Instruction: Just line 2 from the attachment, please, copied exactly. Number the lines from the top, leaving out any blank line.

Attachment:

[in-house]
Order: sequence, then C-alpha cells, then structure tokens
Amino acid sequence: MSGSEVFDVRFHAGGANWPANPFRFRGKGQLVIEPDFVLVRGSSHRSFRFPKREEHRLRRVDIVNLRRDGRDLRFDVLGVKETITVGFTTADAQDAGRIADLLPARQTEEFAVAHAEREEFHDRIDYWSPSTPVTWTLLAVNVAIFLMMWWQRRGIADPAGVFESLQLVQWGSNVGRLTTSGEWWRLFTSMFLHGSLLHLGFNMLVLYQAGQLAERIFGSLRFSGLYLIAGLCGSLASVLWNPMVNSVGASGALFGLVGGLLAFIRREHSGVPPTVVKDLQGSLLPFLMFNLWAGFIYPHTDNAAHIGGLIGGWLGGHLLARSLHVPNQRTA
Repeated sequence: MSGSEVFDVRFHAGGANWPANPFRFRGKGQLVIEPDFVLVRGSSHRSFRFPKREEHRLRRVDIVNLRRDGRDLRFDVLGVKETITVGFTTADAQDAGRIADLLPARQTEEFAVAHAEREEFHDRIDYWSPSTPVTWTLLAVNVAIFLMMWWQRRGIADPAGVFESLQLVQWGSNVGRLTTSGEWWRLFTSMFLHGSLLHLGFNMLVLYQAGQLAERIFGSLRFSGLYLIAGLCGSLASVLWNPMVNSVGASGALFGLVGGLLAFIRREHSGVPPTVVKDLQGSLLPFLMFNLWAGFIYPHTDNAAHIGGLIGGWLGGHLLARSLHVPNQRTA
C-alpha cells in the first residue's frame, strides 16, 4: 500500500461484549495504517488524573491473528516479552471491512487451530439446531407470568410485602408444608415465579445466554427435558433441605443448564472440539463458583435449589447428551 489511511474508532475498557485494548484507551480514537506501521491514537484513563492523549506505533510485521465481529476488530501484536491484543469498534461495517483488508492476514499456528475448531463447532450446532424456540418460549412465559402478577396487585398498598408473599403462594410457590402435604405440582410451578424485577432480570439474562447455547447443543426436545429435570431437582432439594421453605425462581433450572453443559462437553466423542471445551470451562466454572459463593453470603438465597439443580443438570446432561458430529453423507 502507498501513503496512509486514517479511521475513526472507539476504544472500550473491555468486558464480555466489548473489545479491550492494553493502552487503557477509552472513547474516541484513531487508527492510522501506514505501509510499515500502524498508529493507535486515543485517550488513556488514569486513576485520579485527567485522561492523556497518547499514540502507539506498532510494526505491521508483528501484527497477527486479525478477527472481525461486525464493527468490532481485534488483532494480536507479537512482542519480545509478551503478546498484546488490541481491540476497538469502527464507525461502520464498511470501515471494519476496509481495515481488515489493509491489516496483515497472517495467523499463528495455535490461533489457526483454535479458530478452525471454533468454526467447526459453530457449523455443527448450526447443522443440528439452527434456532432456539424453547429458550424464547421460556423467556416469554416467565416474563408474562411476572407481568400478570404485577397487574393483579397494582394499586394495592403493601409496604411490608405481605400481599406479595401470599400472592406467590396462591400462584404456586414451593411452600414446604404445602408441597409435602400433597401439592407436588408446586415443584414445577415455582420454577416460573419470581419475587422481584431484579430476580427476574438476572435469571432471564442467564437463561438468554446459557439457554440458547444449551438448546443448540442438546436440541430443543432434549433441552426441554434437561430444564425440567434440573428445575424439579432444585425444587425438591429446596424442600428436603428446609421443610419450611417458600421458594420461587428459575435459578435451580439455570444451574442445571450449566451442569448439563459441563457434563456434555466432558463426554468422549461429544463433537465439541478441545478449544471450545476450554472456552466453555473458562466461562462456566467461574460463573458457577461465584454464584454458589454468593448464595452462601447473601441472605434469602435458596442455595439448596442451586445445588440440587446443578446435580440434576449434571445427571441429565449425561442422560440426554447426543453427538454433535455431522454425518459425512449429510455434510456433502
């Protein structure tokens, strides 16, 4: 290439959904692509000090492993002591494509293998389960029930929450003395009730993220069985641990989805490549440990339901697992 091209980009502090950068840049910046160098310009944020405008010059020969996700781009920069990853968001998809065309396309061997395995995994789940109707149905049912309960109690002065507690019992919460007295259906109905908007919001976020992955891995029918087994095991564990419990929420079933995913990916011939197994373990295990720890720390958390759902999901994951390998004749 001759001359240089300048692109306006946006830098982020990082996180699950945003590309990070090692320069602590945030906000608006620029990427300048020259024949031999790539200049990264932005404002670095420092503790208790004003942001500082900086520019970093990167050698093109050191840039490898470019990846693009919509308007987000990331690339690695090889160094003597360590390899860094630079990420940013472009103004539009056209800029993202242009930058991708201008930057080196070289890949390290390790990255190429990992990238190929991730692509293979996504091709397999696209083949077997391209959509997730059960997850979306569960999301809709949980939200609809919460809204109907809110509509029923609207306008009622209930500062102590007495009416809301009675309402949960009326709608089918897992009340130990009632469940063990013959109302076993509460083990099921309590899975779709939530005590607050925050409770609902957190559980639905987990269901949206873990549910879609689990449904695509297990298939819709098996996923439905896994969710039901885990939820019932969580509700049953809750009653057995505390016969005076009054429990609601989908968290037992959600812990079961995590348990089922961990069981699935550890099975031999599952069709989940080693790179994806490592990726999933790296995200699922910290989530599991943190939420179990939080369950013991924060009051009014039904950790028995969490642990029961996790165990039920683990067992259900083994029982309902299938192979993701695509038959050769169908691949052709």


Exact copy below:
Order: sequence, then C-alpha cells, then structure tokens